The first four pictures of the Ford tank were taken by me. The pictures of the Renault tank are from the internet.

Tank 1
Tank 2
Tank 3
Tank 4
Tank 5
Tank 6


Top of pagePrevious messageNext messageBottom of page Link to this message  By Dennis Halpin on Thursday, December 30, 2010 - 03:39 pm:

Neat stuff!


Top of pagePrevious messageNext messageBottom of page Link to this message  By Fred Dimock, Newfields NH on Thursday, December 30, 2010 - 03:58 pm:

Since the spring is upside down - does that make the whole tank unsprung weight?


Top of pagePrevious messageNext messageBottom of page Link to this message  By Bob Sanders on Thursday, December 30, 2010 - 04:26 pm:

This is a bit off thread...customer brought these in a while back. Most Tinnies are pre WWII...thought some might enjoy these.
Bob




Top of pagePrevious messageNext messageBottom of page Link to this message  By Mike Saltsgaver on Thursday, December 30, 2010 - 05:33 pm:

All of the armor is being moved from Ft. Knox to Ft. Benning, Ga. We used to do ww2 reenactments at the museum, but I think those days are over.

They would let us reenactors into the museum after hours & let us crawl all over the tanks....really cool.


Top of pagePrevious messageNext messageBottom of page Link to this message  By Jack McRoberts - Perth, West Australia on Thursday, December 30, 2010 - 08:00 pm:

"Tanks first appeared in WWI in 1917 on the British side. The Germans, who had never seen one, fled their trenches in terror and the British made great gains in that battle. The Germans quickly developed a tank of their own which made its' first appearance on the battlefield in April of 1918."


Close, Jim. :-)

The first battle into which the new tank was thrown, was at Flers/Courcellette on 15 Sep 1916. Of the 49 initially available, only 36 reached the start line. Despite this new weapon, the offensive by the British, NZ and Canadians, stalled. The British were keen to use this new weapon and in their rush to achieve much needed successes, they used these vehicles before sufficient numbers had been accumulated and before workable tactics had been devised.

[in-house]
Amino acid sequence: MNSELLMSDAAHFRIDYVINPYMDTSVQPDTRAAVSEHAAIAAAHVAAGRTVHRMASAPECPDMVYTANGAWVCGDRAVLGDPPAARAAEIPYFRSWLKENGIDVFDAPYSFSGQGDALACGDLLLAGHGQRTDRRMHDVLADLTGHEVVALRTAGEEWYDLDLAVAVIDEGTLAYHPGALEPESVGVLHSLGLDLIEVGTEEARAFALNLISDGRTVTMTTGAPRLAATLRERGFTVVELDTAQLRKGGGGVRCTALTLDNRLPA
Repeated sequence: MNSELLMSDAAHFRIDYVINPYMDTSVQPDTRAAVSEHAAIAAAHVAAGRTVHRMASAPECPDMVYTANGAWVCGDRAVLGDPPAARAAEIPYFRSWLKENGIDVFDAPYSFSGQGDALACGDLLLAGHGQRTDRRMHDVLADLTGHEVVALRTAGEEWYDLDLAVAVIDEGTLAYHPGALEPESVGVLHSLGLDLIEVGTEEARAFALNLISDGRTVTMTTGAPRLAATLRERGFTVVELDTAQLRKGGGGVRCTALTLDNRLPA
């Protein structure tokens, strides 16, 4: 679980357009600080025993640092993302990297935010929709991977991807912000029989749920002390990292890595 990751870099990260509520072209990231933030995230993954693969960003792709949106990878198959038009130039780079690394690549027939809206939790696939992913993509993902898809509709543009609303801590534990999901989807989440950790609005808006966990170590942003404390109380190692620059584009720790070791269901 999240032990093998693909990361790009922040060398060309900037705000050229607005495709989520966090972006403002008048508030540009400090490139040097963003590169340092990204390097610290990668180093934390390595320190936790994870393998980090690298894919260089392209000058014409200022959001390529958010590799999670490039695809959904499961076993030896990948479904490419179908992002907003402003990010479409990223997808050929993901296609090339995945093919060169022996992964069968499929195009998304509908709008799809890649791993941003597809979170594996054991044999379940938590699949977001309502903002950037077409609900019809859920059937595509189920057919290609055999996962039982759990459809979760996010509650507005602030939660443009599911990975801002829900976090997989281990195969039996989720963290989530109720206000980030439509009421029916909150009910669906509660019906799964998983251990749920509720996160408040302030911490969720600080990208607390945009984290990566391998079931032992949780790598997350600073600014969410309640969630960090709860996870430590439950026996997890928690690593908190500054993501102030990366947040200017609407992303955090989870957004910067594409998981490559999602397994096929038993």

It was not until the Battle of Cambrai (Nov/Dec 1917) which employed over 400 rhomboidal tanks, that some success over the terrain and the enemy was achieved.

Although the Germans were slow to accept the new technology and produced few of their own tanks during WW1, they made up for that in the next stoush.


Top of pagePrevious messageNext messageBottom of page Link to this message  By Mike Saltsgaver on Thursday, December 30, 2010 - 08:20 pm:

Even in the 2nd war, Germany didn't have superior tanks until they ran into the russian T34. They rushed the Panther tank into production & it, along with the tiger & king tiger were great tanks.

I've met 2 german vet tanker guys & neither got to use the newer tanks. They were stuck using the captured French & Chech tanks, which didn't stand up to the russian tanks very well.